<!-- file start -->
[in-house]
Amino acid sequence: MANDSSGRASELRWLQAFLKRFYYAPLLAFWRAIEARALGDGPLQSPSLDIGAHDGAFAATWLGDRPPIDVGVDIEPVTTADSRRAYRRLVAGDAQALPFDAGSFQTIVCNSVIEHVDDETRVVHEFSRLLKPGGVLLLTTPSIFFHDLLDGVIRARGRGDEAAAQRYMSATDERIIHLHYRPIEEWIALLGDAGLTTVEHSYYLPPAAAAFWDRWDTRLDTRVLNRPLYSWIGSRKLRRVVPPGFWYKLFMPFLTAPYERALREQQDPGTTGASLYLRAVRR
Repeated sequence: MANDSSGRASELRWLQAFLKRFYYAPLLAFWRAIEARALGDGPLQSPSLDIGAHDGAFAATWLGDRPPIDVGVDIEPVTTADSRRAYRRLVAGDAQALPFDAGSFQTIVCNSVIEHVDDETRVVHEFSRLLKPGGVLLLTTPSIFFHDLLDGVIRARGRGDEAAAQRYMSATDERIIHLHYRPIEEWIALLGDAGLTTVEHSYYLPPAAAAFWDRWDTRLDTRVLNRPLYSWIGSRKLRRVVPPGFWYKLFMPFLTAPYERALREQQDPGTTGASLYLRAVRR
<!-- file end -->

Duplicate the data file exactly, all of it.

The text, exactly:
[in-house]
Amino acid sequence: MANDSSGRASELRWLQAFLKRFYYAPLLAFWRAIEARALGDGPLQSPSLDIGAHDGAFAATWLGDRPPIDVGVDIEPVTTADSRRAYRRLVAGDAQALPFDAGSFQTIVCNSVIEHVDDETRVVHEFSRLLKPGGVLLLTTPSIFFHDLLDGVIRARGRGDEAAAQRYMSATDERIIHLHYRPIEEWIALLGDAGLTTVEHSYYLPPAAAAFWDRWDTRLDTRVLNRPLYSWIGSRKLRRVVPPGFWYKLFMPFLTAPYERALREQQDPGTTGASLYLRAVRR
Repeated sequence: MANDSSGRASELRWLQAFLKRFYYAPLLAFWRAIEARALGDGPLQSPSLDIGAHDGAFAATWLGDRPPIDVGVDIEPVTTADSRRAYRRLVAGDAQALPFDAGSFQTIVCNSVIEHVDDETRVVHEFSRLLKPGGVLLLTTPSIFFHDLLDGVIRARGRGDEAAAQRYMSATDERIIHLHYRPIEEWIALLGDAGLTTVEHSYYLPPAAAAFWDRWDTRLDTRVLNRPLYSWIGSRKLRRVVPPGFWYKLFMPFLTAPYERALREQQDPGTTGASLYLRAVRR